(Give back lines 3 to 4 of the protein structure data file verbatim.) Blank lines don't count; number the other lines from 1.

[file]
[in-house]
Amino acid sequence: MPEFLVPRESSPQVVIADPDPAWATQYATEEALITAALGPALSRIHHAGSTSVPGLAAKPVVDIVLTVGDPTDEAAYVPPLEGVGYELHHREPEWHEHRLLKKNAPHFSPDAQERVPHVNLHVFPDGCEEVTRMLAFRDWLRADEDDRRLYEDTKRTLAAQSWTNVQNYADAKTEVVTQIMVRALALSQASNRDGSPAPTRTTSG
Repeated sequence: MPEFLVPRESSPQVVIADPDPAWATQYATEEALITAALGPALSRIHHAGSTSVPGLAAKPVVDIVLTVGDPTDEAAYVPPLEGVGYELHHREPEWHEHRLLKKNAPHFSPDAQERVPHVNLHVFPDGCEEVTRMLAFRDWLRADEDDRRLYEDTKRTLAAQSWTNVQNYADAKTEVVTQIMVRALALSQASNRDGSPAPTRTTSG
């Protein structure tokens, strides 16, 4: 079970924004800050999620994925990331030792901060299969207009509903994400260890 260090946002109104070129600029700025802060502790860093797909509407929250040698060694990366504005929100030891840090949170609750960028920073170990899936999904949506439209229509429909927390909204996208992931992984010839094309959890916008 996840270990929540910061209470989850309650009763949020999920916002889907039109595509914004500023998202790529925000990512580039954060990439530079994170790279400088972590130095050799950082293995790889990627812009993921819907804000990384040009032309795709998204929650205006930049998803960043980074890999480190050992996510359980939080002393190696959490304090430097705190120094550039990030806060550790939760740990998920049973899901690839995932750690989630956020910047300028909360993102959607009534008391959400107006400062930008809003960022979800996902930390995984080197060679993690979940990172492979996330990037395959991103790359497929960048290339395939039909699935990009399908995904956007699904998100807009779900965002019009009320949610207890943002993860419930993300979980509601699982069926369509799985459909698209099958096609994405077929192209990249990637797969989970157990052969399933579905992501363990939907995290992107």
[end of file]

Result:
Repeated sequence: MPEFLVPRESSPQVVIADPDPAWATQYATEEALITAALGPALSRIHHAGSTSVPGLAAKPVVDIVLTVGDPTDEAAYVPPLEGVGYELHHREPEWHEHRLLKKNAPHFSPDAQERVPHVNLHVFPDGCEEVTRMLAFRDWLRADEDDRRLYEDTKRTLAAQSWTNVQNYADAKTEVVTQIMVRALALSQASNRDGSPAPTRTTSG
């Protein structure tokens, strides 16, 4: 079970924004800050999620994925990331030792901060299969207009509903994400260890 260090946002109104070129600029700025802060502790860093797909509407929250040698060694990366504005929100030891840090949170609750960028920073170990899936999904949506439209229509429909927390909204996208992931992984010839094309959890916008 996840270990929540910061209470989850309650009763949020999920916002889907039109595509914004500023998202790529925000990512580039954060990439530079994170790279400088972590130095050799950082293995790889990627812009993921819907804000990384040009032309795709998204929650205006930049998803960043980074890999480190050992996510359980939080002393190696959490304090430097705190120094550039990030806060550790939760740990998920049973899901690839995932750690989630956020910047300028909360993102959607009534008391959400107006400062930008809003960022979800996902930390995984080197060679993690979940990172492979996330990037395959991103790359497929960048290339395939039909699935990009399908995904956007699904998100807009779900965002019009009320949610207890943002993860419930993300979980509601699982069926369509799985459909698209099958096609994405077929192209990249990637797969989970157990052969399933579905992501363990939907995290992107």